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We’ve found no credible reports that people who identify as antifa "orchestrated" the riots at the Capitol.
What the available evidence shows is that Trump supporters were the ones who violently stormed the Capitol. Videos, pictures and statements from people at the Capitol contradict Brooks’ claim.
Rep. Mo Brooks, R-Ala., asked people not to "rush judgment" on who was behind the riots at the U.S. Capitol on the day Congress convened to affirm President-elect Joe Biden’s election victory.
"Please, don’t be like #FakeNewsMedia, don’t rush to judgment on assault on Capitol. Wait for investigation. All may not be (and likely is not) what appears. Evidence growing that fascist ANTIFA orchestrated Capitol attack with clever mob control tactics," Brooks tweeted Jan. 7.
Law enforcement officials are investigating the chaos and violence that transpired Jan. 6 when a mob stormed the federal building and forced Vice President Mike Pence and lawmakers to evacuate their chambers.
Antifa is short for anti-fascist; the term is often used to describe a loose collection of activists who rally against fascism and far-right groups.
We reviewed videos, photos, news reports and social media posts around the siege. Our review shows that the rioters were President Donald Trump’s supporters. The evidence that the rioters were part of "antifa," or that the assault was organized by that coalition, is weak. The claim is being made by supporters of Trump in an effort to distance themselves from the lawlessness at the capitol.
Before the mob breached the Capitol Jan. 6, Trump greeted supporters at a rally and repeated many baseless claims of election fraud. He told the crowd: "I know that everyone here will soon be marching over to the Capitol building to peacefully and patriotically make your voices heard." But other parts of his remarks had a different tone. "You'll never take back our country with weakness. You have to show strength and you have to be strong. We have come to demand that Congress do the right thing," Trump said.
Photos show people inside the Capitol waving Trump flags and Confederate flags, donning sweaters, sweatshirts, beanies, red hats, green hats and other garments that said "Trump" or his campaign slogans, "Make America Great Again" and "Keep America Great."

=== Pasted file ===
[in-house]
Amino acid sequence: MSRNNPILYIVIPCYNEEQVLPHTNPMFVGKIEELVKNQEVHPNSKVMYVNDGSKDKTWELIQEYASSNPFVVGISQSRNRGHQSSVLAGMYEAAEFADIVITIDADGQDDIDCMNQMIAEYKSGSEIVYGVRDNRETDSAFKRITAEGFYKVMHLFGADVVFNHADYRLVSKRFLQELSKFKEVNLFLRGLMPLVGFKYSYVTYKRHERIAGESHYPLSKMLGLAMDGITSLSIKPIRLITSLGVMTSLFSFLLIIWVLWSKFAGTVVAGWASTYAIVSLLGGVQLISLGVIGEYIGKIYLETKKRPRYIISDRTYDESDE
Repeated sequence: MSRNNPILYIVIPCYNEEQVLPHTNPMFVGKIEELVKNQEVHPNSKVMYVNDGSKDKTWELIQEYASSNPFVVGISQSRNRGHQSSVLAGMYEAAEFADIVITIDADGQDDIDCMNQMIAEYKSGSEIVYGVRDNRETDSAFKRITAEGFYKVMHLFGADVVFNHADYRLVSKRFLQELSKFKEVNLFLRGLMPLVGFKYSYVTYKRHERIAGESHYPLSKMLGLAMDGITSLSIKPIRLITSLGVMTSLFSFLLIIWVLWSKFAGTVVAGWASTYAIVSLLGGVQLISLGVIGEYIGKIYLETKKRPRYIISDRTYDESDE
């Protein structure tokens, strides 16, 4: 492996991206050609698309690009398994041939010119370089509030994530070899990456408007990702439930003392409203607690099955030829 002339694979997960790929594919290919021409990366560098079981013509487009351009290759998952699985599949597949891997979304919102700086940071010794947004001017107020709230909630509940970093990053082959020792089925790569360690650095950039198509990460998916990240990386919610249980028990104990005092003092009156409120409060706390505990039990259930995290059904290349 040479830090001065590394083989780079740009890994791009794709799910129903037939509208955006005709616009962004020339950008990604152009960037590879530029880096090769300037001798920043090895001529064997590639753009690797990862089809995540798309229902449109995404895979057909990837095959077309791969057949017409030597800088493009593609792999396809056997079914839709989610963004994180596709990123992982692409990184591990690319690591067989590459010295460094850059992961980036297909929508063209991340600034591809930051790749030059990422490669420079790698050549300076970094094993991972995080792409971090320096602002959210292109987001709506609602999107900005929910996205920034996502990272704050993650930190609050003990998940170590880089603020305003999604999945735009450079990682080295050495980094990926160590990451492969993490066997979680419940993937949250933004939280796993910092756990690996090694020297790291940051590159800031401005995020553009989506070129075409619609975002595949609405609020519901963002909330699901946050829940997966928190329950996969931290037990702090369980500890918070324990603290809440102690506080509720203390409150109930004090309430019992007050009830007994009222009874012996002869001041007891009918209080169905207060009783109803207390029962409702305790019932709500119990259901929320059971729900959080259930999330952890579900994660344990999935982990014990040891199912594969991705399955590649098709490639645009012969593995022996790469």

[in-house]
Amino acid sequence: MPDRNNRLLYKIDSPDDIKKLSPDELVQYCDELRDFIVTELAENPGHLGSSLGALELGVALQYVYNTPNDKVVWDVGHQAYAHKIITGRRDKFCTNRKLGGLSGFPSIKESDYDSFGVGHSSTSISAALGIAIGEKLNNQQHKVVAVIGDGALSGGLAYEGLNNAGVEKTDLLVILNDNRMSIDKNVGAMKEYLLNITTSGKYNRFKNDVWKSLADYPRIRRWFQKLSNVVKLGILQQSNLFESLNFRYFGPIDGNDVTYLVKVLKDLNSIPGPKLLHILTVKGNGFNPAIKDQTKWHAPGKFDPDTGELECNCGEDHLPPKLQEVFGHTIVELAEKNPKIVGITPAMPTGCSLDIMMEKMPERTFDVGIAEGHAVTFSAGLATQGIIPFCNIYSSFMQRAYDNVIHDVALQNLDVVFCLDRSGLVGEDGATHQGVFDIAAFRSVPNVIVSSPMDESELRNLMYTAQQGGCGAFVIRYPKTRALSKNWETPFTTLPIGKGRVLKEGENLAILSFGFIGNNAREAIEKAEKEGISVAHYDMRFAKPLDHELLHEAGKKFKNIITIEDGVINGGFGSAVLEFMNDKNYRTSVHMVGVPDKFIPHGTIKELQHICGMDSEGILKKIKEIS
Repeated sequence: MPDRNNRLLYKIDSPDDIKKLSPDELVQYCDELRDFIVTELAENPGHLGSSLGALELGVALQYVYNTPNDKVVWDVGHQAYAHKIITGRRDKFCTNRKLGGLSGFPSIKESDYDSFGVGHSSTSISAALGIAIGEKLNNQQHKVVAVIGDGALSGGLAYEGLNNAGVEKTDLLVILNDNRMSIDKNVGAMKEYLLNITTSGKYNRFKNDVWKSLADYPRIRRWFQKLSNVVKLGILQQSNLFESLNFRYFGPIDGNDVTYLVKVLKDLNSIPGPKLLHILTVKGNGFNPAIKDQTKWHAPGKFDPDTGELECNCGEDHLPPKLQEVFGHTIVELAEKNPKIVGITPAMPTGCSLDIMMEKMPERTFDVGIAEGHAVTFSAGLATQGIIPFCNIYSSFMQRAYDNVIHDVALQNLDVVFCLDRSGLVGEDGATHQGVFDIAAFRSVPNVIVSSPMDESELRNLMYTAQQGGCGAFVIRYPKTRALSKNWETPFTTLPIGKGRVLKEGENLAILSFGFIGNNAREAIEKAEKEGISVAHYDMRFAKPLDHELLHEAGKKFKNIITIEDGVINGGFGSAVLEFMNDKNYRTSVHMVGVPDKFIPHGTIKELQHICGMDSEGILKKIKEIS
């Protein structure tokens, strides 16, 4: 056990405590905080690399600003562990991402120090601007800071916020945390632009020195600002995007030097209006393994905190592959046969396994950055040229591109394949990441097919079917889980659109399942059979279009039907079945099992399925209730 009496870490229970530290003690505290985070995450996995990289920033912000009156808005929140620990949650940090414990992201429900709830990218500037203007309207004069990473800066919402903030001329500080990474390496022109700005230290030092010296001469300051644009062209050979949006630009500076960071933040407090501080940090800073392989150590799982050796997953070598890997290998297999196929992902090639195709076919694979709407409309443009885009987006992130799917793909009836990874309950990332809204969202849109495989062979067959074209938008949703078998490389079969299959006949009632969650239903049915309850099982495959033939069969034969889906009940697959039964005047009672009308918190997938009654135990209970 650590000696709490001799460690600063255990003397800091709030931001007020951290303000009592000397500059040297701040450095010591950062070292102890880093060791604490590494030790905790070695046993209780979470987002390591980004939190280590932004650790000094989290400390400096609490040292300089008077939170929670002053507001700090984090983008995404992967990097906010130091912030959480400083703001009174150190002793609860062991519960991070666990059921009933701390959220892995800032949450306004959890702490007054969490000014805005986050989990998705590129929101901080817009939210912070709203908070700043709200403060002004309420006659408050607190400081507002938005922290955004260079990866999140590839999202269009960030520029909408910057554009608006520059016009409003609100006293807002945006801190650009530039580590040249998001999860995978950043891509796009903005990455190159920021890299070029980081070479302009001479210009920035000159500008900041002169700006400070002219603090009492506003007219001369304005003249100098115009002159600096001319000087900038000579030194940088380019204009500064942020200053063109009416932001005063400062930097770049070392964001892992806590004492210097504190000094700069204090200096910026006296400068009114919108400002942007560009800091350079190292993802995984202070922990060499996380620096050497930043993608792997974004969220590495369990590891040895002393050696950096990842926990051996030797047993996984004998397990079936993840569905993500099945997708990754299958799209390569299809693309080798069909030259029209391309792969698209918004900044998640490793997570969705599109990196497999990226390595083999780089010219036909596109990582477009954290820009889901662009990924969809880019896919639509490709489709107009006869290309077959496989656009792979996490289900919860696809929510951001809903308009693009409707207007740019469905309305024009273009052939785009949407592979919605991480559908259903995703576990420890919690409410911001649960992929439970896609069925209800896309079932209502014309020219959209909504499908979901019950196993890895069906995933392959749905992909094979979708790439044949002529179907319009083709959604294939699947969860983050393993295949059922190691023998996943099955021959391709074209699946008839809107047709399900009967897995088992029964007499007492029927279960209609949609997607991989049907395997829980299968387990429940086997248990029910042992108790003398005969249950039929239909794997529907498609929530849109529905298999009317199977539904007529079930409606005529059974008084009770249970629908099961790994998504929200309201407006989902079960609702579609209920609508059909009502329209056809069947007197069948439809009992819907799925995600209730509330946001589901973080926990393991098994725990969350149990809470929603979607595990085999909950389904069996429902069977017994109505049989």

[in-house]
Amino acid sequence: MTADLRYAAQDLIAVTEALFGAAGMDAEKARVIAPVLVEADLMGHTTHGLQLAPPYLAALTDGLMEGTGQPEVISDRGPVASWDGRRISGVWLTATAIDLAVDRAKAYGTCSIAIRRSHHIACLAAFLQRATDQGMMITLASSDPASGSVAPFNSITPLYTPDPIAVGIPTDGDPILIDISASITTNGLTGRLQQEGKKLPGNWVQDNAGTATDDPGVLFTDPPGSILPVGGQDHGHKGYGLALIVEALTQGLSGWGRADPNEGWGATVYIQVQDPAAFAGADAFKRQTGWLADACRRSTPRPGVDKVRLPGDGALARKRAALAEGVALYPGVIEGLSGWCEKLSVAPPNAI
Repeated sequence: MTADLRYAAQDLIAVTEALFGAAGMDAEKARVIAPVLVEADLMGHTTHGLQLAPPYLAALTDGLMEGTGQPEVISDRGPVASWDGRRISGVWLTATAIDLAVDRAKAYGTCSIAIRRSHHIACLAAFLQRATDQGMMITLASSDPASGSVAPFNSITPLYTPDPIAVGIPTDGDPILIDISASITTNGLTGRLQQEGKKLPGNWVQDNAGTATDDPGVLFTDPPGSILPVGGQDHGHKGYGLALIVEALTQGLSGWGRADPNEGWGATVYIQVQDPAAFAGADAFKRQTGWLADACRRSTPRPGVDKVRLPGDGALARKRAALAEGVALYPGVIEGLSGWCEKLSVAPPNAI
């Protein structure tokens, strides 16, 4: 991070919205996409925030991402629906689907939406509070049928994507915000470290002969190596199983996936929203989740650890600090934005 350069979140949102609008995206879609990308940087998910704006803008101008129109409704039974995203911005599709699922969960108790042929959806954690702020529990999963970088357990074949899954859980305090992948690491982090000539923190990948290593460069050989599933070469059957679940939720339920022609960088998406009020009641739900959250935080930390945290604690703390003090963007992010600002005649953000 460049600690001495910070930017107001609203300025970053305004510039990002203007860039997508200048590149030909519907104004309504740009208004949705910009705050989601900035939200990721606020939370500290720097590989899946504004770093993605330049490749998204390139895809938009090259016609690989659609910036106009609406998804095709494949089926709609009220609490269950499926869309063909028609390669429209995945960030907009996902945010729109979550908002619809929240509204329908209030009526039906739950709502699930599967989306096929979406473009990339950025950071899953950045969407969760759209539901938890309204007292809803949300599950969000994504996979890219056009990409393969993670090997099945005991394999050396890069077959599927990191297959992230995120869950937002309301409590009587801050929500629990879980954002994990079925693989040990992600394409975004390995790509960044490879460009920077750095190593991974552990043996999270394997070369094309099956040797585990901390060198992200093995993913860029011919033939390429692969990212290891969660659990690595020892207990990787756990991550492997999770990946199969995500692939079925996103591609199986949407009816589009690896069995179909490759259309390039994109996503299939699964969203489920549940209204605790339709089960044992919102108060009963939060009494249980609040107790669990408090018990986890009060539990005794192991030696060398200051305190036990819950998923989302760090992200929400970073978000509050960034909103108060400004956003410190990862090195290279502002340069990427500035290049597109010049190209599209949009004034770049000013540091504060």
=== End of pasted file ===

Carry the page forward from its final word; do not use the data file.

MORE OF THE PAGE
Lin Wood, a Trump ally and an attorney who has filed lawsuits seeking to overturn the presidential election, tweeted a photo of a man he described as an antifa activist. But the man supports Trump and the baseless QAnon conspiracy theory; he’s shared those opinions with his own Arizona community for well over a year. He replied to Wood and told him he was wrong, that he was not antifa. (Wood’s account has been suspended.)
A California Republican official also shared a picture on Twitter claiming that it showed men aligned with antifa. PolitiFact California rated her false claim Pants on Fire, noting that journalists who track far-right extremism identified one of the men in the picture as a neo-Nazi, not an antifa supporter.
Facebook posts claimed that a facial recognition firm "confirmed antifa infiltrated the Trump rally in D.C." But that’s not true.
An attorney for the firm XRVision told PolitiFact in a statement that the company analyzed footage from the Capitol, identified several people and shared that information with law enforcement. The firm concluded that two of the men were affiliated with the Maryland Skinheads and the National Socialist Movements. "These are two known Nazi organizations, they are not Antifa," the statement said.
Chad Wolf, the acting secretary of the Department of Homeland Security, urged Trump and all elected officials to condemn the violence that took place on the Capitol. His statement mentioned Trump supporters, and not people aligned with the antifa movement.